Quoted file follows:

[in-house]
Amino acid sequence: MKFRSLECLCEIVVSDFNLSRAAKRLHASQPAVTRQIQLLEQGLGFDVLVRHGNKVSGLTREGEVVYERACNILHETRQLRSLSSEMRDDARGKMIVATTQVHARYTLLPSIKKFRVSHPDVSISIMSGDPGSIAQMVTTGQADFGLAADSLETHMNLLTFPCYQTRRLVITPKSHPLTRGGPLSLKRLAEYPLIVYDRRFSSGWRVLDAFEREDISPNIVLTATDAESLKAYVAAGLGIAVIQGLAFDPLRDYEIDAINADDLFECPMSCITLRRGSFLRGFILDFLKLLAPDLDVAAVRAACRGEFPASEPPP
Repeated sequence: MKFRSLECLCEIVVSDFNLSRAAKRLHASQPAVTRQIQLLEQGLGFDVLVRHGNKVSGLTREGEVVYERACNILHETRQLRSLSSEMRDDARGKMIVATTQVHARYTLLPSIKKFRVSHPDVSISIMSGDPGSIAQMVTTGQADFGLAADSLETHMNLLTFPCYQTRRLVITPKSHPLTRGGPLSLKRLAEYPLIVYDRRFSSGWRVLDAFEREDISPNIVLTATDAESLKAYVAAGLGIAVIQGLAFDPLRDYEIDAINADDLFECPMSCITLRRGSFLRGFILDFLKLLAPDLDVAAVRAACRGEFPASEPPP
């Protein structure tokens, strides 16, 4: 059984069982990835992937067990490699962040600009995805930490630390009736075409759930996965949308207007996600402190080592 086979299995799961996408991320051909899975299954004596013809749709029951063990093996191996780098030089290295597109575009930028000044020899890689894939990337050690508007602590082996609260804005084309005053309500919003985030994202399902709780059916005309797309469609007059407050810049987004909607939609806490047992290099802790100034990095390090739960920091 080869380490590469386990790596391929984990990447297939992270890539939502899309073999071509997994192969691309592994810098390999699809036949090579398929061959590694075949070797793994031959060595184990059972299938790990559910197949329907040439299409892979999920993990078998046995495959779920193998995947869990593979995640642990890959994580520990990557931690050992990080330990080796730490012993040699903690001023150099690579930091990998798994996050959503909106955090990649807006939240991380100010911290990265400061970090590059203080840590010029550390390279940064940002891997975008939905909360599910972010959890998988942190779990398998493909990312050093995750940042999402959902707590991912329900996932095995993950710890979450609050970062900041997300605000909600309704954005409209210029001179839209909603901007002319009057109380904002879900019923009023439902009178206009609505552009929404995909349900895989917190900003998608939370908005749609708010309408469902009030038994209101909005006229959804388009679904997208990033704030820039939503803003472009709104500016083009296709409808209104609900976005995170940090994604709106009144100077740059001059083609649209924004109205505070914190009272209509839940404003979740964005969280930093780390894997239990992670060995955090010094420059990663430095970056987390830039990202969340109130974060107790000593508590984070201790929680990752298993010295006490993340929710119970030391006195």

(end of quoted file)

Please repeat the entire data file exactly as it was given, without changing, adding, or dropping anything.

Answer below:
[in-house]
Amino acid sequence: MKFRSLECLCEIVVSDFNLSRAAKRLHASQPAVTRQIQLLEQGLGFDVLVRHGNKVSGLTREGEVVYERACNILHETRQLRSLSSEMRDDARGKMIVATTQVHARYTLLPSIKKFRVSHPDVSISIMSGDPGSIAQMVTTGQADFGLAADSLETHMNLLTFPCYQTRRLVITPKSHPLTRGGPLSLKRLAEYPLIVYDRRFSSGWRVLDAFEREDISPNIVLTATDAESLKAYVAAGLGIAVIQGLAFDPLRDYEIDAINADDLFECPMSCITLRRGSFLRGFILDFLKLLAPDLDVAAVRAACRGEFPASEPPP
Repeated sequence: MKFRSLECLCEIVVSDFNLSRAAKRLHASQPAVTRQIQLLEQGLGFDVLVRHGNKVSGLTREGEVVYERACNILHETRQLRSLSSEMRDDARGKMIVATTQVHARYTLLPSIKKFRVSHPDVSISIMSGDPGSIAQMVTTGQADFGLAADSLETHMNLLTFPCYQTRRLVITPKSHPLTRGGPLSLKRLAEYPLIVYDRRFSSGWRVLDAFEREDISPNIVLTATDAESLKAYVAAGLGIAVIQGLAFDPLRDYEIDAINADDLFECPMSCITLRRGSFLRGFILDFLKLLAPDLDVAAVRAACRGEFPASEPPP
């Protein structure tokens, strides 16, 4: 059984069982990835992937067990490699962040600009995805930490630390009736075409759930996965949308207007996600402190080592 086979299995799961996408991320051909899975299954004596013809749709029951063990093996191996780098030089290295597109575009930028000044020899890689894939990337050690508007602590082996609260804005084309005053309500919003985030994202399902709780059916005309797309469609007059407050810049987004909607939609806490047992290099802790100034990095390090739960920091 080869380490590469386990790596391929984990990447297939992270890539939502899309073999071509997994192969691309592994810098390999699809036949090579398929061959590694075949070797793994031959060595184990059972299938790990559910197949329907040439299409892979999920993990078998046995495959779920193998995947869990593979995640642990890959994580520990990557931690050992990080330990080796730490012993040699903690001023150099690579930091990998798994996050959503909106955090990649807006939240991380100010911290990265400061970090590059203080840590010029550390390279940064940002891997975008939905909360599910972010959890998988942190779990398998493909990312050093995750940042999402959902707590991912329900996932095995993950710890979450609050970062900041997300605000909600309704954005409209210029001179839209909603901007002319009057109380904002879900019923009023439902009178206009609505552009929404995909349900895989917190900003998608939370908005749609708010309408469902009030038994209101909005006229959804388009679904997208990033704030820039939503803003472009709104500016083009296709409808209104609900976005995170940090994604709106009144100077740059001059083609649209924004109205505070914190009272209509839940404003979740964005969280930093780390894997239990992670060995955090010094420059990663430095970056987390830039990202969340109130974060107790000593508590984070201790929680990752298993010295006490993340929710119970030391006195």